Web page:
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March 7, 2021

Fitch confirms Romania’s investment grade rating

The rating agency has revised down its forecast for 2014 GDP growth to 2.2 pc from 2.8 pc previously, following weak H1 results.

Fitch Ratings has affirmed Romania’s Long-term foreign currency Issuer Default Rating (IDR) at ‘BBB-’ and local currency IDR at ‘BBB’, according to the statement released by the rating agency recently. The Outlooks are Stable. The issue ratings on Romania’s senior unsecured foreign and local currency bonds have also been affirmed at ‘BBB-’ and ‘BBB’, respectively. The Country Ceiling has been affirmed at ‘BBB+’ and the Short-term foreign currency IDR at ‘F3’.
Fitch expects that Romania will meet its general government deficit (GGD) target of 2.2 percent of GDP in 2014, little changed from 2.3 percent in 2013 and in line with the ‘BBB’ median. Fitch expects a further small reduction in the GGD in 2015, to 2 percent of GDP, as the government enacts (as yet unidentified) savings measures after the November presidential election to offset a previously announced five percentage point cut in employers’ social security contribution rates.
Fitch expects the adoption of offsetting savings measures to lead to re-engagement with multilateral institutions. The rating agency deems it unlikely that Romania will reach the medium-term objective (MTO) of a GGD equivalent to 1.4 percent of GDP (1 percent in structural terms) in 2015, as the European Commission is currently requesting. “The co-financing of the large portion of EU funds still available to Romania under the 2007-2013 budget is likely to put pressure on spending”, the analysts said in the statement. Fitch would consider a request by Romania to the Commission to postpone the MTO to be neutral for the rating, provided that GGD was reduced in the medium term. This would help to place public debt on a modest downward path following an expected peak of 39.5 percent of GDP in 2014-2015 (in line with the ‘BBB’ median).
Fitch has revised down its forecast for 2014 GDP growth to 2.2 percent from 2.8 percent previously, following weak H1 results. Nevertheless, the agency projects an acceleration in GDP growth to an annual average of 3 percent in 2015-2016, partly due to investment recovering.
“This outcome would help to gradually bridge the gap with the ‘BBB’ median and foster long-term convergence with average EU incomes. Risks appear tilted to the downside, and growth is likely to remain more volatile than for peers, although Romania appears better insulated than other east-central European countries from the fallout deriving from sanctions against Russia, given weak trade ties and lower energy dependence. The Romanian public sector and broader economy are undergoing a process of structural reforms to clear long-standing bottlenecks and inefficiencies, which will take time to complete”, Fitch said.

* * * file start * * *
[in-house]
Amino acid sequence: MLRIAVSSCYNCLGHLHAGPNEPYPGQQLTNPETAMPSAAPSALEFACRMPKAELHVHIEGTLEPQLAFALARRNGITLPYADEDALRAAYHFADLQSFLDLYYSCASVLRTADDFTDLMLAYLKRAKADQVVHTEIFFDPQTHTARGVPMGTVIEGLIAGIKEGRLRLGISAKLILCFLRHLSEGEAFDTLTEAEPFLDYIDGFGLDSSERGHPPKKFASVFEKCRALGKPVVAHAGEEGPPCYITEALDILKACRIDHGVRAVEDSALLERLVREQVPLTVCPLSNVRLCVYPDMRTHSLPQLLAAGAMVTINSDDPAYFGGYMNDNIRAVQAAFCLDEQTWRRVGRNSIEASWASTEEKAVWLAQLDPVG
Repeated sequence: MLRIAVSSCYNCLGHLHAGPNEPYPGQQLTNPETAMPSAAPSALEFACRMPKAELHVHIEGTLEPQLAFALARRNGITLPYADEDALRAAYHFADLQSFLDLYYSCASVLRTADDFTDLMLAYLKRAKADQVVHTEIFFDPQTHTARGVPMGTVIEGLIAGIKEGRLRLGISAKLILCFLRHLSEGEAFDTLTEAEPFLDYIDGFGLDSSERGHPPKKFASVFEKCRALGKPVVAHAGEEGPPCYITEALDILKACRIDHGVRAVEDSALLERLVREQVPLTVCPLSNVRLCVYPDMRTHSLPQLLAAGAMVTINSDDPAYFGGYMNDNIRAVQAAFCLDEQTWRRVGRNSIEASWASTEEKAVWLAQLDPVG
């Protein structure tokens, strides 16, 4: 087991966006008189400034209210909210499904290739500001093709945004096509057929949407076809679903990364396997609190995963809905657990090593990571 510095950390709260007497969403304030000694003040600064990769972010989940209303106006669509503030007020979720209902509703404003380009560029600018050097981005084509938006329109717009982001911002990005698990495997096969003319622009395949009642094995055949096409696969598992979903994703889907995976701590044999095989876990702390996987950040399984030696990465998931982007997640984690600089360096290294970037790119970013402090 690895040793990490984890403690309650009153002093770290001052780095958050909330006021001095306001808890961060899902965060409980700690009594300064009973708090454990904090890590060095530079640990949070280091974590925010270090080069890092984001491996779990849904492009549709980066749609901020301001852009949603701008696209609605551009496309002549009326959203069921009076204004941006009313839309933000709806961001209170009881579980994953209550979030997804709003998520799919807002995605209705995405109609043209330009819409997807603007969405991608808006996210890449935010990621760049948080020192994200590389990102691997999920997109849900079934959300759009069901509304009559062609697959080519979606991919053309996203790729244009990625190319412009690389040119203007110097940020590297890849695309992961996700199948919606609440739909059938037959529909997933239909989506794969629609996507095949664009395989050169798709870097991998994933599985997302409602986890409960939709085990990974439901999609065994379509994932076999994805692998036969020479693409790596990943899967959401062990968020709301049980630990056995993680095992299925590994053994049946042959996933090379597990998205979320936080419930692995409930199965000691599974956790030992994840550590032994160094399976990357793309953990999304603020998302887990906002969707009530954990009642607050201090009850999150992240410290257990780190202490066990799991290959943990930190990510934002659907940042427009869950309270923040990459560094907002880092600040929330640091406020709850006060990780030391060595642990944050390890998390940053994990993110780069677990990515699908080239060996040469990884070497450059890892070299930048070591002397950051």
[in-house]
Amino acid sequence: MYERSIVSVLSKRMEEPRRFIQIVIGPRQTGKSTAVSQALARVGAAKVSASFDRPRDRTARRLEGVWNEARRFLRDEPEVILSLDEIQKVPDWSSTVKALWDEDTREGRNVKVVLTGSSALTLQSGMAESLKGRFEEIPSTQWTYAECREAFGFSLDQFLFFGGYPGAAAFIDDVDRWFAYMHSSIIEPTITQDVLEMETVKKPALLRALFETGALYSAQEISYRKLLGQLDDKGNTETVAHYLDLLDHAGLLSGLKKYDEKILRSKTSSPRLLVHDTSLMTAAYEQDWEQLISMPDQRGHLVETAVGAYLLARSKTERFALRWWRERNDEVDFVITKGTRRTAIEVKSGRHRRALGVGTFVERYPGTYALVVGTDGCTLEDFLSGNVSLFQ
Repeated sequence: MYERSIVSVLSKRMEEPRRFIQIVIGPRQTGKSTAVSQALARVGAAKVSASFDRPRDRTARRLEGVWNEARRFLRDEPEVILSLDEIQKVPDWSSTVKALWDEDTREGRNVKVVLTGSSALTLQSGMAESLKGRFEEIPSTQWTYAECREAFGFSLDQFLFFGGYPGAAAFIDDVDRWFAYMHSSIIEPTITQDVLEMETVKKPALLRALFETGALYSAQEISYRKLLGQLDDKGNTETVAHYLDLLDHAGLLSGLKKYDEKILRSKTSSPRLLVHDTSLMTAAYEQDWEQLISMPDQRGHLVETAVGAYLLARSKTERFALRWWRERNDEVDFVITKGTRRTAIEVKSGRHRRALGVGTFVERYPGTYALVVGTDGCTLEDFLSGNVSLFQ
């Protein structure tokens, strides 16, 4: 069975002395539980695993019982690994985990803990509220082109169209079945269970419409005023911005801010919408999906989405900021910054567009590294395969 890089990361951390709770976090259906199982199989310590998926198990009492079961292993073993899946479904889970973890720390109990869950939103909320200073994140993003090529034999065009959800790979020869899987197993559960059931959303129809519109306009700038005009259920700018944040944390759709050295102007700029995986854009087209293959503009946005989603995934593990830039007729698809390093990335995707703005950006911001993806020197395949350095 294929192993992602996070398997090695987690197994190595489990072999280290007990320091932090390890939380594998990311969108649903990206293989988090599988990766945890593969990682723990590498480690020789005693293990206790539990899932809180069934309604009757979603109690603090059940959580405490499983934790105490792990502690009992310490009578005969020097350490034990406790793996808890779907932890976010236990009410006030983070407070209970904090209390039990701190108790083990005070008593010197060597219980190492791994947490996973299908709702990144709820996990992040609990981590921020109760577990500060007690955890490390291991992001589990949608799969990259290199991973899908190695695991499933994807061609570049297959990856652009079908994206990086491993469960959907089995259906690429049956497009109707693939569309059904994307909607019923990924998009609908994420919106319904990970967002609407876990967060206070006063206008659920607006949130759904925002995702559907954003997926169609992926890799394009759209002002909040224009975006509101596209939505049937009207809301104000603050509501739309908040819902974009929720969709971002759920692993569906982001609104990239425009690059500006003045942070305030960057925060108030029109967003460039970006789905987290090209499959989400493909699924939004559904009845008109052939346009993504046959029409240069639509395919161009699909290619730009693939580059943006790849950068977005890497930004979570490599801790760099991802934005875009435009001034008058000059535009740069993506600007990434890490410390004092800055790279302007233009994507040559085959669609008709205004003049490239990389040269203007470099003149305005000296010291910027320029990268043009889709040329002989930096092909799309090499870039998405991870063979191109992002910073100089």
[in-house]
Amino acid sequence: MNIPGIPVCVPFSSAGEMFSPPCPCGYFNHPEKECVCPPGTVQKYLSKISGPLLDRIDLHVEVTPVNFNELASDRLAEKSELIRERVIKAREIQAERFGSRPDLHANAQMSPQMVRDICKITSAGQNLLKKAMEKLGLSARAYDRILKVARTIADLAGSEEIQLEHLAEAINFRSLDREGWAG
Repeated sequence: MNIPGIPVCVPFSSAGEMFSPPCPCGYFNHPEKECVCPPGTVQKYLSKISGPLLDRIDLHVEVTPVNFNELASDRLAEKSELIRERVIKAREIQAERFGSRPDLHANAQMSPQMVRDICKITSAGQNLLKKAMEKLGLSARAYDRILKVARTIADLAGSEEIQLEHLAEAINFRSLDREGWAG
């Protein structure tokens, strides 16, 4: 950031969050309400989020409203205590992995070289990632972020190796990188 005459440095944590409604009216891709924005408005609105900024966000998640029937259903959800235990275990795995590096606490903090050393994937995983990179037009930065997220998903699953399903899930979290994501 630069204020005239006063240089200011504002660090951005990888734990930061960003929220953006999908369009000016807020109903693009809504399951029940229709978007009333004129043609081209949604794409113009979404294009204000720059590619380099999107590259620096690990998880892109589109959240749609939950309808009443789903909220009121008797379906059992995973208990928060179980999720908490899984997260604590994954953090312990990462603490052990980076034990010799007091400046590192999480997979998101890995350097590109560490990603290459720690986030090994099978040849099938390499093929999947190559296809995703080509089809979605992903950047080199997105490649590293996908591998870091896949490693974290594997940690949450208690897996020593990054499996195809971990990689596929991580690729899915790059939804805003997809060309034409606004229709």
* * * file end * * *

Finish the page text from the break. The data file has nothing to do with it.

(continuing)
Nevertheless, the agency rating appreciates the privatisation in June 2014 via initial public offering (IPO) of a majority stake in electricity producer Electrica was a key achievement. Romania’s net external debt, at 34.4 percent of GDP in 2013, is considerably higher than the ‘BBB’ median of 7.5 percent. Fitch expects it to remain above the median in 2016, despite a projected fall by about 10 pps as the public and private sectors repay foreign liabilities and the current account deficit (CAD) remains moderate. About one-quarter of external debt comprises intercompany loans.
The Stable Outlook reflects Fitch’s assessment that upside and downside risks to the rating are currently balanced. Nonetheless, the following risk factors individually, or collectively, could trigger positive rating action: higher trend economic growth, in turn leading to greater confidence that Romania is bridging income gaps relative to EU peers; faster reduction in external debt ratios than Fitch currently expects.
Fitch assumes that the government will continue to work towards attaining its medium-term objective of a structural budget deficit of 1 percent of GDP. Fitch assumes that the unwinding of extraordinary global monetary stimulus will proceed in a broadly orderly fashion.

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